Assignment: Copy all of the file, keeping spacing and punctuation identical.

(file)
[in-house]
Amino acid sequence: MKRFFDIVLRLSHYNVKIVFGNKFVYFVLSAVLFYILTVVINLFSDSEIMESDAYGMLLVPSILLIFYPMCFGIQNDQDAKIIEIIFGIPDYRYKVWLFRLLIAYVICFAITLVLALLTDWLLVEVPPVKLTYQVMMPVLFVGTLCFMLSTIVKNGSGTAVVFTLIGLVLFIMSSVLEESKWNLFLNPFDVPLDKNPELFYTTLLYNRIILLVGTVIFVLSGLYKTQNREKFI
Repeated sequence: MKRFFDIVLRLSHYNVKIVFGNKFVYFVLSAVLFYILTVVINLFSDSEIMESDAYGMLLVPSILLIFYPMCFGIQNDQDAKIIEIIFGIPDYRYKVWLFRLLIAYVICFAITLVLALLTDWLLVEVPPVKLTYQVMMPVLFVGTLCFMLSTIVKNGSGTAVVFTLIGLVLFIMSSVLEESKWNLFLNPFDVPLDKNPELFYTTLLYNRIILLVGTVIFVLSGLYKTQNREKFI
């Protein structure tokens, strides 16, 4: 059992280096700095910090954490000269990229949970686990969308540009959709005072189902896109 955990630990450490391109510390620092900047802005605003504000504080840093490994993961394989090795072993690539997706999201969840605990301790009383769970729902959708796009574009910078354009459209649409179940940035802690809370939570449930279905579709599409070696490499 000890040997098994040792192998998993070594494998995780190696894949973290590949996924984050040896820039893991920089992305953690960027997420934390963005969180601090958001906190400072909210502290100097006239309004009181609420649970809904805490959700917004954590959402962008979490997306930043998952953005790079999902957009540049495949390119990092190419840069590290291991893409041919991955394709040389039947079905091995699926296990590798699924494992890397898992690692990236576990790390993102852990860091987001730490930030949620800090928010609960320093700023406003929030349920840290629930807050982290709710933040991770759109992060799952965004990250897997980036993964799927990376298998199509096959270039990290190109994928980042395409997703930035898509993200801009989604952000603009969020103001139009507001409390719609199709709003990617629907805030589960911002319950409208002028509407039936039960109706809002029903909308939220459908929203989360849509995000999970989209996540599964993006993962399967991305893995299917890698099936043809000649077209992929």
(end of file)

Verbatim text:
[in-house]
Amino acid sequence: MKRFFDIVLRLSHYNVKIVFGNKFVYFVLSAVLFYILTVVINLFSDSEIMESDAYGMLLVPSILLIFYPMCFGIQNDQDAKIIEIIFGIPDYRYKVWLFRLLIAYVICFAITLVLALLTDWLLVEVPPVKLTYQVMMPVLFVGTLCFMLSTIVKNGSGTAVVFTLIGLVLFIMSSVLEESKWNLFLNPFDVPLDKNPELFYTTLLYNRIILLVGTVIFVLSGLYKTQNREKFI
Repeated sequence: MKRFFDIVLRLSHYNVKIVFGNKFVYFVLSAVLFYILTVVINLFSDSEIMESDAYGMLLVPSILLIFYPMCFGIQNDQDAKIIEIIFGIPDYRYKVWLFRLLIAYVICFAITLVLALLTDWLLVEVPPVKLTYQVMMPVLFVGTLCFMLSTIVKNGSGTAVVFTLIGLVLFIMSSVLEESKWNLFLNPFDVPLDKNPELFYTTLLYNRIILLVGTVIFVLSGLYKTQNREKFI
């Protein structure tokens, strides 16, 4: 059992280096700095910090954490000269990229949970686990969308540009959709005072189902896109 955990630990450490391109510390620092900047802005605003504000504080840093490994993961394989090795072993690539997706999201969840605990301790009383769970729902959708796009574009910078354009459209649409179940940035802690809370939570449930279905579709599409070696490499 000890040997098994040792192998998993070594494998995780190696894949973290590949996924984050040896820039893991920089992305953690960027997420934390963005969180601090958001906190400072909210502290100097006239309004009181609420649970809904805490959700917004954590959402962008979490997306930043998952953005790079999902957009540049495949390119990092190419840069590290291991893409041919991955394709040389039947079905091995699926296990590798699924494992890397898992690692990236576990790390993102852990860091987001730490930030949620800090928010609960320093700023406003929030349920840290629930807050982290709710933040991770759109992060799952965004990250897997980036993964799927990376298998199509096959270039990290190109994928980042395409997703930035898509993200801009989604952000603009969020103001139009507001409390719609199709709003990617629907805030589960911002319950409208002028509407039936039960109706809002029903909308939220459908929203989360849509995000999970989209996540599964993006993962399967991305893995299917890698099936043809000649077209992929």